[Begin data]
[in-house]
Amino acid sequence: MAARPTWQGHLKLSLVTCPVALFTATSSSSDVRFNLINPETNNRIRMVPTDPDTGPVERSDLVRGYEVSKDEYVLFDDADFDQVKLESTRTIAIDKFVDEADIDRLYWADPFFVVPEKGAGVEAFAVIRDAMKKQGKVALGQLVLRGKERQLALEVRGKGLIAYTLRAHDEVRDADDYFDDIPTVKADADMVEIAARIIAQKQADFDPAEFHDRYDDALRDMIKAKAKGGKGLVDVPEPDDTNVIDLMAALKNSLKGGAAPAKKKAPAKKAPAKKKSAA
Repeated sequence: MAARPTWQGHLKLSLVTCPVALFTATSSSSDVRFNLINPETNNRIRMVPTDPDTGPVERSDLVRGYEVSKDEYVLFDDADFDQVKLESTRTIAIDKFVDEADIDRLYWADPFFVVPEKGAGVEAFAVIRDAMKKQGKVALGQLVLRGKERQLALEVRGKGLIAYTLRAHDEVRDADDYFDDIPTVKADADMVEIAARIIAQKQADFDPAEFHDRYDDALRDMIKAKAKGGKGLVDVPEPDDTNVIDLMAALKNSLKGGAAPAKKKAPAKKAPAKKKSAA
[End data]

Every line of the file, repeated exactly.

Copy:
[in-house]
Amino acid sequence: MAARPTWQGHLKLSLVTCPVALFTATSSSSDVRFNLINPETNNRIRMVPTDPDTGPVERSDLVRGYEVSKDEYVLFDDADFDQVKLESTRTIAIDKFVDEADIDRLYWADPFFVVPEKGAGVEAFAVIRDAMKKQGKVALGQLVLRGKERQLALEVRGKGLIAYTLRAHDEVRDADDYFDDIPTVKADADMVEIAARIIAQKQADFDPAEFHDRYDDALRDMIKAKAKGGKGLVDVPEPDDTNVIDLMAALKNSLKGGAAPAKKKAPAKKAPAKKKSAA
Repeated sequence: MAARPTWQGHLKLSLVTCPVALFTATSSSSDVRFNLINPETNNRIRMVPTDPDTGPVERSDLVRGYEVSKDEYVLFDDADFDQVKLESTRTIAIDKFVDEADIDRLYWADPFFVVPEKGAGVEAFAVIRDAMKKQGKVALGQLVLRGKERQLALEVRGKGLIAYTLRAHDEVRDADDYFDDIPTVKADADMVEIAARIIAQKQADFDPAEFHDRYDDALRDMIKAKAKGGKGLVDVPEPDDTNVIDLMAALKNSLKGGAAPAKKKAPAKKAPAKKKSAA